As we climbed Trevor informed me that we were indeed on ice but it was covered in silt and rocks but sure enough our footing became rather unstable periodically as we would step on ice that had a thin layer of soil on it, disguising how slippery it was.
Trevor and I continued our way up the seemingly endless hills of rocks and boulders
As we made it to the ice and started to climb the glacier proper the temperature fell about ten degrees. The ice was like tiny pebbles...almost gravelly. There were small crevasses with beautiful blue ice visible as you peered into them. There were also lots of streams running past us too, clear little highways of water disappearing into crevasses or intimidating looking holes in the ice.
We finally reached a good point to survey the view around us. Trevor continued up a little further after donning his crampons. It was a wonderful feeling being up there, feeling at once so large and so small, a part of something large and yet quite inconsequential at the same time...a very humbling experience. I wanted to freeze time and relish the place and space around me but we knew that it would take a good couple of hours to get back down so we began our descent after about an hour of meandering around and taking some photos.
An unbelievable view down the glacier and into the valley below
We came across this obliterated snowmobile on our way down the glacier. We didn't find anyone there so hopefully they were either unhurt from the crash or had been taken to receive treatment for their injuries. It was rather spooky to find this abandoned hull of a machine way up on the glacier though. Periodically we would hear large chunks of ice split and break off, sending crashes reverberating below our feet and in our ears.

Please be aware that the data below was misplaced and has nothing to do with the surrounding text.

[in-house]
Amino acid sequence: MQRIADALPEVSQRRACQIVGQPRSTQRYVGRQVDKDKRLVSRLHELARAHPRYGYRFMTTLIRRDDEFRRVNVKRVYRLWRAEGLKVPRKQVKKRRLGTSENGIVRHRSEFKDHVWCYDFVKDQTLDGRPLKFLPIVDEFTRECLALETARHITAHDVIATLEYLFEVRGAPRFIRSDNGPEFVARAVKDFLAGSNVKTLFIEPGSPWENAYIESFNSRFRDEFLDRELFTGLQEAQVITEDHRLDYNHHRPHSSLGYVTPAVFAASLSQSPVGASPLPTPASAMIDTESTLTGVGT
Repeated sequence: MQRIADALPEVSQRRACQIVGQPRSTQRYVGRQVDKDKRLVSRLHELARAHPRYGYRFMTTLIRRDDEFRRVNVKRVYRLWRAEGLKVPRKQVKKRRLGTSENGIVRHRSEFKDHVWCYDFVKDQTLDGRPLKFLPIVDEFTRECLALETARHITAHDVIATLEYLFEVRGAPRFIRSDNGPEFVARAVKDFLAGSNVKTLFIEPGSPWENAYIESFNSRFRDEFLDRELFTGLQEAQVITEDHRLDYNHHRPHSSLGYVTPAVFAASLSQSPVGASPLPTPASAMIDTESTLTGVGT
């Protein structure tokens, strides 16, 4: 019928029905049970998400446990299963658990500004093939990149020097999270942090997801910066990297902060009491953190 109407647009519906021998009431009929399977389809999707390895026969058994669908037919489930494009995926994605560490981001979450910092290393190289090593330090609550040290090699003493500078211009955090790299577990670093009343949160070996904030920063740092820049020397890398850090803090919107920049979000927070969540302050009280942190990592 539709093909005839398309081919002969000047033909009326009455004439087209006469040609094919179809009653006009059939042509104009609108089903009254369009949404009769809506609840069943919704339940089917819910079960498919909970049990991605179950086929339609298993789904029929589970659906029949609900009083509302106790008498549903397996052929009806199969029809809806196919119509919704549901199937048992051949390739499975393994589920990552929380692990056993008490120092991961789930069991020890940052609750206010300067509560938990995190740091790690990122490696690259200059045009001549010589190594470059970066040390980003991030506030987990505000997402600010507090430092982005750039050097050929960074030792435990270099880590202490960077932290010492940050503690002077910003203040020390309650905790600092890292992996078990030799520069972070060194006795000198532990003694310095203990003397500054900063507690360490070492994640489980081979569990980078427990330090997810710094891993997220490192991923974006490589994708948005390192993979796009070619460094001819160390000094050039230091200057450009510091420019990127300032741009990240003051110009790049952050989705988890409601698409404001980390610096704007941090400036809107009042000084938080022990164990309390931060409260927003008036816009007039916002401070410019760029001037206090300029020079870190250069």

Here were some small crevasses that intimidated me nonetheless!!
I loved the cool and warm tones that the sunlight cast upon the ice.
That tiny dot up behind me is Trevor farther up the glacier
This is my favorite shot from the whole day. It seems to take the entire world in...I wanted so badly to slide down the stream but who knows where I would have ended up?
It took us almost three hours to get back to Trevor's trusty little Subaru. What an unreal day. I remember him asking me at the start of the day if I wanted to drive around the Interior looking at the mountains or climb a glacier? Needless to say it didn't take me long to decide! We didn't get to the top of the glacier that day but I felt as though I had reached the summit. I had never done anything like that before...and cannot wait to go again to see so much more of the endless possibilities that await in the North. Again, having someone as amazing as Trevor there made the experience even more invaluable. He is an easygoing guy and I'm pretty nervous sometimes so his laid back attitude helped me enjoy the experience without worrying about anything. Great friends are worth more than gold.
The view as we drive away from Gulkana
That was my last day in Alaska before I flew back to Ontario. Now back in my studio I fought a good bout of melancholia after leaving the 49th state. But work must be done and I am back at the easel with renewed vigor now. Paintings are being produced and the energy behind them is fueled from these experiences in Alaska and Newfoundland the following month.
I intend to return as soon as I can to Alaska, to reunite with my good friends as much as any snow capped vista, to celebrate the best gifts of all: health, happiness and friends to share it all with. What more could one want in this life?
Bones sinking like stones
all that we fall for
Homes places we've grown
all of us are done for
And we live in a beautiful world
(yeah we do yeah we do)
We live in a beautiful world
We live in a beautiful world
~"Don't Panic", Coldplay